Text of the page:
31-year-old Vickie Gillespie and her father, Andy, have a farm with around 300 cattle, 200 sheep and 8 pigs.
When Vickie was 17, her dad became poorly. ‘Poorly’ is a term, the Leicestershire native uses to describe PTSD, her dad’s condition.
She views a mental illness in the same way as any physical illness, something that should be talked about and something that should receive the right medical treatment.
Farming had always been a big part of Andy’s life. He had always wanted to be a farmer and farm his own land and successfully secured a farm so he could leave an unfulfilling job and pursue his dream.
However, the reality differed from the dream, and Andy struggled with starting from scratch and trying to make it work.
The added complication of dyslexia meant that he was wary of paperwork and did not fully understand how to complete the mountains of admin that goes with the industry.
At this point, Vickie and her mother knew that this was serious as Andy could not deal with the guilt and wasn’t coping with his PTSD or the farm.
Like many of his generation, he did not acknowledge that he may be struggling with his mental health, ran away from the problem and left the family.
Drained and depressed
Over the following years, teenage Vickie found herself supporting her devastated and confused mother. However, there came a point when she, herself, started to feel drained and depressed.
Although relations with her father had improved, and he was seeing a counsellor, and on medication for depression, Vickie was the one who was starting to feel the effects.
At 25, she found herself in a very dark place. Despite her own father’s experiences, Vickie repeated his behaviours – she stuck her head in the sand and hoped it would go away.
She was working in an office crunching data, something she found dull and boring and could find no joy in any of the things that she used to like.
The former beautician tried to build her resilience by giving back and volunteered at an animal sanctuary in South Africa.
But, on her return to the UK, she found herself out of a job, something that would prove to be a blessing in disguise.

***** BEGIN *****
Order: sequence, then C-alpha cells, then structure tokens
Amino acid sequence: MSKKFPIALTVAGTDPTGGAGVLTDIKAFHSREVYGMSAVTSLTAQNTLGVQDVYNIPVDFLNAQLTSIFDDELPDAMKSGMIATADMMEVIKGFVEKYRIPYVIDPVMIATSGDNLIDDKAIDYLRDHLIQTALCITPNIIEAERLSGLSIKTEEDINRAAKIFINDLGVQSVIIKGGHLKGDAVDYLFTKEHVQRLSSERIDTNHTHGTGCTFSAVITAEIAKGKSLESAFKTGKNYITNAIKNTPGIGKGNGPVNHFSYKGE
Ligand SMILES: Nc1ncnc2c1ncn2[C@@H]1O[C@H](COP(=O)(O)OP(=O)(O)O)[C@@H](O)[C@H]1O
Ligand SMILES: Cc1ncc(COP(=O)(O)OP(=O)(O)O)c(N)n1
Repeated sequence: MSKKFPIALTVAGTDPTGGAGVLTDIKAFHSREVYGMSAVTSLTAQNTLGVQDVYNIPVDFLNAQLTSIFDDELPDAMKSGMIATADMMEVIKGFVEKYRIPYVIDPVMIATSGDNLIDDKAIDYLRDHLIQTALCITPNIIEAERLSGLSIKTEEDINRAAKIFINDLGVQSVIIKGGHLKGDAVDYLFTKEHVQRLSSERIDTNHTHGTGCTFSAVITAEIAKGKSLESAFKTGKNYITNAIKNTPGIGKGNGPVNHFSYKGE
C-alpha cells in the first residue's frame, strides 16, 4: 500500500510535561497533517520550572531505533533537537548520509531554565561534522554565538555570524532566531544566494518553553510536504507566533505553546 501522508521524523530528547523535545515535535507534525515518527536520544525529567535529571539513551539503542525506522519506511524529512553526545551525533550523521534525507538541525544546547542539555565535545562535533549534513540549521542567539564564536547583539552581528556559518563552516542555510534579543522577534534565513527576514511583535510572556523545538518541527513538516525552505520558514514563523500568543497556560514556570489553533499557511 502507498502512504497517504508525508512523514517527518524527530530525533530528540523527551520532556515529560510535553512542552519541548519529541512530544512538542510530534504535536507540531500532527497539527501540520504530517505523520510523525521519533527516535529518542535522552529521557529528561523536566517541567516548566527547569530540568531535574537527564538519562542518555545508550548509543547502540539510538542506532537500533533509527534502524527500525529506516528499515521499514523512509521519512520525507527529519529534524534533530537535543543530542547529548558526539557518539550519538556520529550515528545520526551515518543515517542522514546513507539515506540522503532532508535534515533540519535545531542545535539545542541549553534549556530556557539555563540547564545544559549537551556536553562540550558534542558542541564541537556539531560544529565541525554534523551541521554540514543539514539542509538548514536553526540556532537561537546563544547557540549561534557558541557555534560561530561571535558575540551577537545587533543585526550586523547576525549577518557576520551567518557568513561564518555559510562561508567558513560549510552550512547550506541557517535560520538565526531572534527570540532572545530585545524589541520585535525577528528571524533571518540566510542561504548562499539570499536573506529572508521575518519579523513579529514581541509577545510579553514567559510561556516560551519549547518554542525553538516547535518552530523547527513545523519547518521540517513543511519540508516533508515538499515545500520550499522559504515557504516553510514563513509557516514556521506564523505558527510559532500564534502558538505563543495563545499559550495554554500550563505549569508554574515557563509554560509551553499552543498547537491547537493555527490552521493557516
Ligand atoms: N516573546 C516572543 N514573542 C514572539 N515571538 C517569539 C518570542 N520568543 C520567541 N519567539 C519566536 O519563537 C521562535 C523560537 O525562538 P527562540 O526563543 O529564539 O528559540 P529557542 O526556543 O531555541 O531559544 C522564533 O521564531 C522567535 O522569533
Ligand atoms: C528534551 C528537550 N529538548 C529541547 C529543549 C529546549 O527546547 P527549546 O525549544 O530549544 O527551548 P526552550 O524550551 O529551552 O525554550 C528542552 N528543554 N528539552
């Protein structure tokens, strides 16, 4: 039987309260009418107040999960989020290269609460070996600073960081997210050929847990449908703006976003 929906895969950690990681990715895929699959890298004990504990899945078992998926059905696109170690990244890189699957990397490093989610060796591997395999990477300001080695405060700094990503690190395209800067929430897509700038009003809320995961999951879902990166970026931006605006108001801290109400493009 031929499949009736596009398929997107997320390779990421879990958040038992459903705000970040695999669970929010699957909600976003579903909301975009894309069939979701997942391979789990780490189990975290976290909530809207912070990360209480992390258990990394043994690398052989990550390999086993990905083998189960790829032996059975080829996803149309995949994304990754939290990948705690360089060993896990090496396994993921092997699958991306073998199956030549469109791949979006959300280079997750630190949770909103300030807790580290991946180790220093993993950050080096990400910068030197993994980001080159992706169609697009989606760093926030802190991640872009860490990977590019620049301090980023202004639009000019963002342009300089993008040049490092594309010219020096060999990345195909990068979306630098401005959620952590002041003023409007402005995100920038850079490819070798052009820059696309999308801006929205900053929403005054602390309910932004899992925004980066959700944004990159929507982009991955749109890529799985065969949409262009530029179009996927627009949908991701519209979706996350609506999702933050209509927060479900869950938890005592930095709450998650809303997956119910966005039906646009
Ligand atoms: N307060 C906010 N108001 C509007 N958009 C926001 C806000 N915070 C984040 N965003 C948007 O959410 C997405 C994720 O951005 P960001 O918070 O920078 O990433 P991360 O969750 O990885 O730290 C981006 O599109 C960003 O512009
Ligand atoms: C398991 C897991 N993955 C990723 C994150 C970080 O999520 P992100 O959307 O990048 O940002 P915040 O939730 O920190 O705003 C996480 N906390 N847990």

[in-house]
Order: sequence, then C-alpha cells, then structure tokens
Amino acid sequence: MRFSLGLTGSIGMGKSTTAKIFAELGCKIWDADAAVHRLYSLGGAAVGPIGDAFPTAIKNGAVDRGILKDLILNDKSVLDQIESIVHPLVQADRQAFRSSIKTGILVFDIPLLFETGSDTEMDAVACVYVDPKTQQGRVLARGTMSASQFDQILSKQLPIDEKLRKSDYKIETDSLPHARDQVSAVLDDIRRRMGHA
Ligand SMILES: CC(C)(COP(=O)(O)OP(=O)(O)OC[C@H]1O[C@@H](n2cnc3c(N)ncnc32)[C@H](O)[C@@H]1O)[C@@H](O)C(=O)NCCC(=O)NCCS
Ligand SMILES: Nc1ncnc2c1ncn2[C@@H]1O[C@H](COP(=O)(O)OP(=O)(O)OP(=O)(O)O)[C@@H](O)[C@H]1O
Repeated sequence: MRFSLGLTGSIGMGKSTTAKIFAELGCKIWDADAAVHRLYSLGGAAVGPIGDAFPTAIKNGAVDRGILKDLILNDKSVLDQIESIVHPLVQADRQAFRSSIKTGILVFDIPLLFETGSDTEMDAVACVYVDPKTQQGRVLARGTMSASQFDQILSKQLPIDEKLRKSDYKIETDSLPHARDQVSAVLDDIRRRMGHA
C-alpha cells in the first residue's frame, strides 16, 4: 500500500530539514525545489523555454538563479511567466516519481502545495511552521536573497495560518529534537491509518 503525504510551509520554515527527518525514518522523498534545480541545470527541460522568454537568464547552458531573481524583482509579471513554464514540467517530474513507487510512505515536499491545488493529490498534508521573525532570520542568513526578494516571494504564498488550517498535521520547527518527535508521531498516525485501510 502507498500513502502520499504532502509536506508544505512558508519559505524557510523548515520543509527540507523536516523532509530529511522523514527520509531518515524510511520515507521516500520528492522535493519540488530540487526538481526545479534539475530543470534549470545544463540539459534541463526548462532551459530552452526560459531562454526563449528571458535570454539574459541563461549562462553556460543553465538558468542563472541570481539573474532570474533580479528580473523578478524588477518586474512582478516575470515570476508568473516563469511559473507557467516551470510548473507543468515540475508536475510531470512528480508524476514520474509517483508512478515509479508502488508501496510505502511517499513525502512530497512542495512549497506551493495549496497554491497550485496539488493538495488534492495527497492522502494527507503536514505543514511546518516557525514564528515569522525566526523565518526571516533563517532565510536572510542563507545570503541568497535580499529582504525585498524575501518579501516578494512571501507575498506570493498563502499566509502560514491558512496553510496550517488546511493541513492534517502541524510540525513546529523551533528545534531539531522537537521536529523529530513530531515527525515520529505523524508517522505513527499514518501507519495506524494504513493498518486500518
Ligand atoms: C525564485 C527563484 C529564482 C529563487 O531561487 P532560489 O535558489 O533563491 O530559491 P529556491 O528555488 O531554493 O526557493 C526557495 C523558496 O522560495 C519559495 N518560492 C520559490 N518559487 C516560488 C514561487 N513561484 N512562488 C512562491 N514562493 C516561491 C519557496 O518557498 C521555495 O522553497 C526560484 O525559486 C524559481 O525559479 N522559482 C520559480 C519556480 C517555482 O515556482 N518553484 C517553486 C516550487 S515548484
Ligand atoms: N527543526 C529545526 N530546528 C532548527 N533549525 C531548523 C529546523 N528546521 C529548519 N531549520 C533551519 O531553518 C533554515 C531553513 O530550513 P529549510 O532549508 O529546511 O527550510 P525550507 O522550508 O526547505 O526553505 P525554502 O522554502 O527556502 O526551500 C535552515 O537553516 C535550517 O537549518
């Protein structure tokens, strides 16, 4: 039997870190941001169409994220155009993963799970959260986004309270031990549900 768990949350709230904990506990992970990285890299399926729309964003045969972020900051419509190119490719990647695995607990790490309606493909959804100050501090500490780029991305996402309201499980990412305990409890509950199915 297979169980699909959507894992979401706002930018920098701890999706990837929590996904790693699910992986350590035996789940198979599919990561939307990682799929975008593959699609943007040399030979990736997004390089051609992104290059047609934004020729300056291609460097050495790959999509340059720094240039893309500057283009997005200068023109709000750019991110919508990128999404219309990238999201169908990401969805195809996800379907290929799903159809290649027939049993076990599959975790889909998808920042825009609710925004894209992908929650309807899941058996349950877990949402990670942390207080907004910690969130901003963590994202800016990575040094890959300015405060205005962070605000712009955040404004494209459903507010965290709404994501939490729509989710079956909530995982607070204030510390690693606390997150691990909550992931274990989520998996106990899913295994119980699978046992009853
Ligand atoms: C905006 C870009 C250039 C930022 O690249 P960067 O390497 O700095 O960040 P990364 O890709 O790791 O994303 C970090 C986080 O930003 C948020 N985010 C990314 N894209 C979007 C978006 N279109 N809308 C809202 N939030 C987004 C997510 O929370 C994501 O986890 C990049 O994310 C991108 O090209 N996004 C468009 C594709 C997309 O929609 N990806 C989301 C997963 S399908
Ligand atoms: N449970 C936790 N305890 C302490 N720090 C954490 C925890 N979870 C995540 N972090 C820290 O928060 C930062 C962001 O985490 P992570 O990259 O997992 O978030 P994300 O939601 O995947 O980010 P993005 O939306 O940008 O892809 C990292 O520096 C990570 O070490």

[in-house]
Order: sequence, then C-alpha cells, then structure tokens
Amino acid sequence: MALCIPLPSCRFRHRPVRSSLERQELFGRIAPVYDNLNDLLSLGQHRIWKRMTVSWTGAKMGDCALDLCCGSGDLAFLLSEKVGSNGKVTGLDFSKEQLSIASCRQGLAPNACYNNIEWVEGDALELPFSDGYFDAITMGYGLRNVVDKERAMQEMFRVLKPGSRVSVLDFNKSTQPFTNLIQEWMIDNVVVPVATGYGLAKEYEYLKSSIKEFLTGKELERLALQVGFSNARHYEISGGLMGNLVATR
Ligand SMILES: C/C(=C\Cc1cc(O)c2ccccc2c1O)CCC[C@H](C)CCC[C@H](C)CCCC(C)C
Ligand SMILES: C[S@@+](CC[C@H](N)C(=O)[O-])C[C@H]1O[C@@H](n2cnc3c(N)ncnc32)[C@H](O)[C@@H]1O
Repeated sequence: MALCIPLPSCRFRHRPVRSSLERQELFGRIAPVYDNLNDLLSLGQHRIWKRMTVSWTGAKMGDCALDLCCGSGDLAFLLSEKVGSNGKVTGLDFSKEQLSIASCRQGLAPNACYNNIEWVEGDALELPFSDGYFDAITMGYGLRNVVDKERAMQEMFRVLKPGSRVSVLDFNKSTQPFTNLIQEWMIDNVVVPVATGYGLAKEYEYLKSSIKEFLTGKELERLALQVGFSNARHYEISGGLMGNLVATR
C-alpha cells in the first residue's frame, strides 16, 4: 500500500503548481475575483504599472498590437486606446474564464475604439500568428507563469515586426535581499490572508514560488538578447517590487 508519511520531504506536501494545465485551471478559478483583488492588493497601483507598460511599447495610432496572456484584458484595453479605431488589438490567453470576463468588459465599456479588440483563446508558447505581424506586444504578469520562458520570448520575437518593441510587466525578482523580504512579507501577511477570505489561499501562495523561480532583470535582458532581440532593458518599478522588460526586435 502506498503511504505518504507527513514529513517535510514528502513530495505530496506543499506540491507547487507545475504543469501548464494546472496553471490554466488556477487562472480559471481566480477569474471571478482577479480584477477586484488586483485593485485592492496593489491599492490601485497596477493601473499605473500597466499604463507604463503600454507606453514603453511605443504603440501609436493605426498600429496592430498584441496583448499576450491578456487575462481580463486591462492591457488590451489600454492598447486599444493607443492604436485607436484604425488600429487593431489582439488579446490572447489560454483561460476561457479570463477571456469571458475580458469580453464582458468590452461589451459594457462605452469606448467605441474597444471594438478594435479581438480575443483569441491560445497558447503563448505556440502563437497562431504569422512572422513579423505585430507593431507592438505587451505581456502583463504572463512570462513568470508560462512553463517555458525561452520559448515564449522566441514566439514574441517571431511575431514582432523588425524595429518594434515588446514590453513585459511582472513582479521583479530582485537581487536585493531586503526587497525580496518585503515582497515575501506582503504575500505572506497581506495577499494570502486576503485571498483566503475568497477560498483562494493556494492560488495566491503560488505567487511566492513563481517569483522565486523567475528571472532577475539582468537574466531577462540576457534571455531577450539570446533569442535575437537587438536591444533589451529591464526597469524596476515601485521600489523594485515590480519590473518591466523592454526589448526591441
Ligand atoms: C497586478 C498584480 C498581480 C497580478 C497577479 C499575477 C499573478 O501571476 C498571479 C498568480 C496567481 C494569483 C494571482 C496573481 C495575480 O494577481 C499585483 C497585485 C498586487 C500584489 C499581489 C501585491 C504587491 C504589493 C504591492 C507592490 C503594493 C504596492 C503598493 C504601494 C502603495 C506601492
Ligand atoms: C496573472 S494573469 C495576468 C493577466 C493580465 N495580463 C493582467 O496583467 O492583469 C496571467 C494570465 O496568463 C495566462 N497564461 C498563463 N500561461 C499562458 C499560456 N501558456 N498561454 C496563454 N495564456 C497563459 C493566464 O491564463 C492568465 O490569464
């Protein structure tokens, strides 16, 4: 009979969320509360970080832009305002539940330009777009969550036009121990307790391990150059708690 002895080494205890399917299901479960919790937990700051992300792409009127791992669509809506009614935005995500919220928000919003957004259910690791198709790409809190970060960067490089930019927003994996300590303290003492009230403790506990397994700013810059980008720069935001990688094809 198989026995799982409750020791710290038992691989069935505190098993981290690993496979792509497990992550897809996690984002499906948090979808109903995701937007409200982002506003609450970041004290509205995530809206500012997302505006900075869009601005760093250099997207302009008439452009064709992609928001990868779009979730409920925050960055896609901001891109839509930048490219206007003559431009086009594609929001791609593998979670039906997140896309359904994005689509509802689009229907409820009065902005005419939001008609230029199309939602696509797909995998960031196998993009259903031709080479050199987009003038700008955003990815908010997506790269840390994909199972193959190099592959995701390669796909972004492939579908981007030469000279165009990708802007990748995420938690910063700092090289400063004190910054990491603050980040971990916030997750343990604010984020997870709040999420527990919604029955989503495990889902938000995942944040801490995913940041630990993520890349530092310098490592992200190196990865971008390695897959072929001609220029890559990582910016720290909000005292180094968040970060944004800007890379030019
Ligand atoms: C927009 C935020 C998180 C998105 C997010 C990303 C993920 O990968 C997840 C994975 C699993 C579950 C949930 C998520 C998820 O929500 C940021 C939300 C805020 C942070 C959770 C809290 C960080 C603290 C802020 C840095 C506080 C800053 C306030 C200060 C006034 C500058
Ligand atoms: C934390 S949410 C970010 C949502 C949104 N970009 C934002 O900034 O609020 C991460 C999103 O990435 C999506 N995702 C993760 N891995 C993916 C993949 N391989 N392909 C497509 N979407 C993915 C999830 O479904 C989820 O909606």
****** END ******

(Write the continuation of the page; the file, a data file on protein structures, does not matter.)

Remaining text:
Around this time, Vickie started medication for her depression and enrolled in cognitive behavioural therapy and found this stabilised her moods and boosted her confidence. When Andy suggested that she come and work on the farm with him, she agreed.
Although farming was never something that Vickie had considered, she wanted to make a success of it so her father could have a legacy. Despite some teething difficulties, she found she was actually very good at it.
For the past six years, Vickie and Andy have worked together building the farm, and after trialling various medications, Andy is now managing his condition. He admits that he should have asked for help rather than running away from the problem.
Vickie now looks after most of the paperwork and finance for the farm, which is starting to thrive and, together, they are supporting each other.
As Vickie explains: “We both have bad days, but that’s okay as bad days are normal.It can be easy to forget that actually it’s human to feel rubbish somedays and it’s allowed.”
For someone who had never considered a career in farming, Vickie seems to be a natural.
She is still learning about life, farming, and managing her own mental health. She admits her stubbornness drives her and, what started as a goal to make the farm a success for her father, has now become a family affair with her mother now involved and is now her goal.
Being a woman in farming has never been an issue, and, at her own admission, she may be “5ft 3 and built like a fairy”, but she can do it, and she can certainly hold her own.
Vickie Gillespie’s fellow Farm Safety Foundation ambassador, Dan Goodwin shared his story as part of Mind Your Head campaign – read here.